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title: ILP Addresses
ILP Addresses - v1.0.0
ILP addresses provide a way to route payments to their intended destination through a recursive series of hops, including any number of ILP Connectors. (This happens after the payment is set up on by a higher-level payment setup protocol such as SPSP.) Addresses are not meant to be user-facing, but allow several ASCII characters for easy debugging.
Addresses can be subdivided into two categories:
- Destination Addresses are complete addresses that can receive payments. A destination address always maps to one account in a ledger. (It can also provide more specific information, such as an invoice ID or a sub-account.) Destination addresses MUST NOT end in a period (
- Address Prefixes are incomplete addresses representing a group of destination addresses. Many depths of grouping are possible: groups of accounts or sub-accounts, an individual ledger or subledger, or entire neighborhoods of ledgers. Address prefixes MUST end in a period (
.) character. Payment setup protocols MUST reject payments to address prefixes.
Both types of address usually contain one or more period characters as separators.
Connectors maintain a routing table of ILP addresses. Routing is a recursive lookup through the routing tables of any number of connectors. When a connector receives a query, it finds the longest prefix match for the queried address. Then, it follows one of the following cases:
- If the matching address is marked for local delivery, the connector prepares a transfer to that address in one of the ledgers connected to it. The connector maps the ILP address to an account within the ledger. (This is the base case.)
- If the matching address is marked as forwarded delivery, it has the address of another connector associated with it in the routing table. The connector makes a routing lookup on the connector associated with the address. (This is the recursive case.)
ILP Addresses must meet the following requirements:
- The address MUST begin with a prefix indicating the allocation scheme. See Allocation Schemes for more information.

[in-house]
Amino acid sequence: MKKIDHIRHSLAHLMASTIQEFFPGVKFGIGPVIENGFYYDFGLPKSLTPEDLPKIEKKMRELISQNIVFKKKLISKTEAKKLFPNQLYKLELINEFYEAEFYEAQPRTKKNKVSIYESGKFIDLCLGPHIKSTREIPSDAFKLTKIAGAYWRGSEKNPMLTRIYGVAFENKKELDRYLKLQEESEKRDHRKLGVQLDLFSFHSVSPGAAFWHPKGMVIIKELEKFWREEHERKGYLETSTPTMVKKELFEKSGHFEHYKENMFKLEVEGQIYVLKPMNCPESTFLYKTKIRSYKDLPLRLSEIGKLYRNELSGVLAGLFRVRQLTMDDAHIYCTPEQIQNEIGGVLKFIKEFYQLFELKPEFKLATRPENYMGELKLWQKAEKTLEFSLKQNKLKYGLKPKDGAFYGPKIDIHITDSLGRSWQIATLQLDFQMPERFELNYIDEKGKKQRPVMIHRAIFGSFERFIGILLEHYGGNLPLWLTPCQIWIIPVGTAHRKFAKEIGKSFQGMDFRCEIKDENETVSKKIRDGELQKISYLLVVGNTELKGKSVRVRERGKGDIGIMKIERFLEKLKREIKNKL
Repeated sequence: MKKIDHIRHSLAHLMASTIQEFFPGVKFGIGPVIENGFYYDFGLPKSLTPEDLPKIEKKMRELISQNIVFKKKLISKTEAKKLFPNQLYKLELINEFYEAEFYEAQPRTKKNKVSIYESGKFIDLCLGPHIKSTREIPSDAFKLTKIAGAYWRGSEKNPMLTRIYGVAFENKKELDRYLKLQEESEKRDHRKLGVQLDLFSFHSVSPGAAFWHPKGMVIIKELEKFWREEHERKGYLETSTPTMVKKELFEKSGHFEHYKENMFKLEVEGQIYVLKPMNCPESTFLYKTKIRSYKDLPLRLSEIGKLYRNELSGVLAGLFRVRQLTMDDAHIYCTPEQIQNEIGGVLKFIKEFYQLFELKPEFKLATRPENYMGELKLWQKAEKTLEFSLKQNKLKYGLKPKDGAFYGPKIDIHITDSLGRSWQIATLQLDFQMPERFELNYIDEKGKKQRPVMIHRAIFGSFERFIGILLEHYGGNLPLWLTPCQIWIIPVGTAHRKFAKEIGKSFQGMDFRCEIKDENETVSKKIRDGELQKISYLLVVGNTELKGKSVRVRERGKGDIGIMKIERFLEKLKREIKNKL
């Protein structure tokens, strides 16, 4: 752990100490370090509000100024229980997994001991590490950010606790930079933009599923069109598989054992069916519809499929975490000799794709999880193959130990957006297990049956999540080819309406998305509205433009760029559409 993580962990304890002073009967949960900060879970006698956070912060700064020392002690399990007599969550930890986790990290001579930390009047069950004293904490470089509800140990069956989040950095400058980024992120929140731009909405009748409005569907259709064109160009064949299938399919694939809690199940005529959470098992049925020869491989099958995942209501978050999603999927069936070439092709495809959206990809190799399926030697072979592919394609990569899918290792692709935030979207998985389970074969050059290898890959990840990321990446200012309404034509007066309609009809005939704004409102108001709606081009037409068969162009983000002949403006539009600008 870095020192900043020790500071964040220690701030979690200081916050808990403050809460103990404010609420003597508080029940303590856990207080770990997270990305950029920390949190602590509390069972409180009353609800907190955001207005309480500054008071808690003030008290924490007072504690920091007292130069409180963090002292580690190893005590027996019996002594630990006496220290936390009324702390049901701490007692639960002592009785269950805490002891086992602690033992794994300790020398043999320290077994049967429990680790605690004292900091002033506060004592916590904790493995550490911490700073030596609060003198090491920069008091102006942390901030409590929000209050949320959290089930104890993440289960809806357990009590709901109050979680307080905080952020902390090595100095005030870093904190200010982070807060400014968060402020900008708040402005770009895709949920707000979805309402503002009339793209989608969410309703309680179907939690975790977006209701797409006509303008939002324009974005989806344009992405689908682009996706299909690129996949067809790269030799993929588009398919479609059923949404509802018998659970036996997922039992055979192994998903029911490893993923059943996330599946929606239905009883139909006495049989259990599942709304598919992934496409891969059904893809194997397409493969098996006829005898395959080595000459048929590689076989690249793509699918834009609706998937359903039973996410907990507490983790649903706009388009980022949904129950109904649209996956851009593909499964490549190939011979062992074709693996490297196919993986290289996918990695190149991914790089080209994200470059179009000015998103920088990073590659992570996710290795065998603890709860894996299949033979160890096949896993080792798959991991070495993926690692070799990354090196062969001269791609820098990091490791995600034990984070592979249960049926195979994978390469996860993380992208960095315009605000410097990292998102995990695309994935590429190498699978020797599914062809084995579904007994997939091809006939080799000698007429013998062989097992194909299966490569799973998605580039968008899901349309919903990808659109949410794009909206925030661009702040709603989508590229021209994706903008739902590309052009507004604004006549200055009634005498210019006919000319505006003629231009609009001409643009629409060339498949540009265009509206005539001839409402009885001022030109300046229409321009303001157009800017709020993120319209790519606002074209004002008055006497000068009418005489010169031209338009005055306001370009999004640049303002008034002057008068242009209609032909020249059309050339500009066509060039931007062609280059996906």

- Each "segment" of the address MUST contain one or more of the following characters:
- Alphanumeric characters, upper or lower case. (Addresses are case-sensitive so that they can contain data encoded in formats such as base64url.)
- Underscore (
- Tilde (
- Hyphen (
- Each segment MUST be separated from other segments by a period character (
- Address prefixes MUST end in a period (
.) character and MAY contain any number of segments after the allocation scheme prefix.
- Destination addresses MUST NOT end in a period (
.) character, and MUST contain at least two segments after the allocation scheme prefix.
- The total length of an ILP Address must be no more than 1023 characters including the allocation scheme prefix, separators, and all segments.
The following ABNF specification defines the format for the contents of all ILP addresses and address prefixes. (You must also enforce the overal length requirement of 1023 characters or less.)
address = scheme separator *prefix [segment] ; the last segment is REQUIRED for destination addresses scheme = "g" / "private" / "example" / "peer" / "self" / "test" / "test1" / "test2" / "test3" separator = "." prefix = 1*(segment separator) segment = 1*( ALPHA / DIGIT / "_" / "~" / "-" )
You can also use the following regular expressions to verify the same requirements:
(If your regular expression engine does not support lookahead, you must drop the first parenthesis and separately enforce the overall length requirement of 1023 characters or less.)
The allocation scheme is the first part of an address, which indicates how the address is assigned. Here is a summary of the prefixes that are currently defined:
|Prefix||Allocation Scheme||Definition and Use Case|
||Global Allocation Scheme||ILP addresses that are intended to send and receive money from any other address in the global scheme.|
||Private allocation||For ILP addresses that only have meaning in a private subnet or intranet. Analogous to the 192.168.0.0/16 range in IPv4.|
||Examples||For "non-real" addresses that are used as examples or in documentation. Analogous to "555 phone numbers" in the USA.|
||Interledger testnet and testing||For addresses used on the public Interledger testnet and in local tests, such as unit or integration tests of compatible software.|
||Ledger-local||For addresses that are only valid in the context of a local ledger. Analogous to link-local addresses in IP.|
||Peering||Similar to ledger-local addresses, but specifically for use in a peering relationship. The ilp-plugin-virtual is an example of an existing implementation that uses this.|
||Local loopback||For addresses that are only valid on the local machine.|
Global Allocation Scheme
The global allocation scheme for ILP Addresses is the scheme that most addresses are expected to use. It uses the prefix
g.. Addresses under this scheme are expected to be connected to all other such addresses, to the extent that the current trust and liquidity permit.
This scheme has no central issuing authority or mechanism, so more than one entity can use the same address. In this case, some connectors may prepare a route to a different account than intended. In this failure case, no money moves because the receiver does not send the fulfillment. Participants in the interledger can reduce the chances of encountering this failure case by choosing addresses carefully and by properly managing connectors' routing tables.
The global allocation scheme does not allow you to make any assumptions about the meaning of the segments. Segments in the same place could have different meanings to different ledgers or connectors. However, to make routing work well, we recommend placing segments in the following order: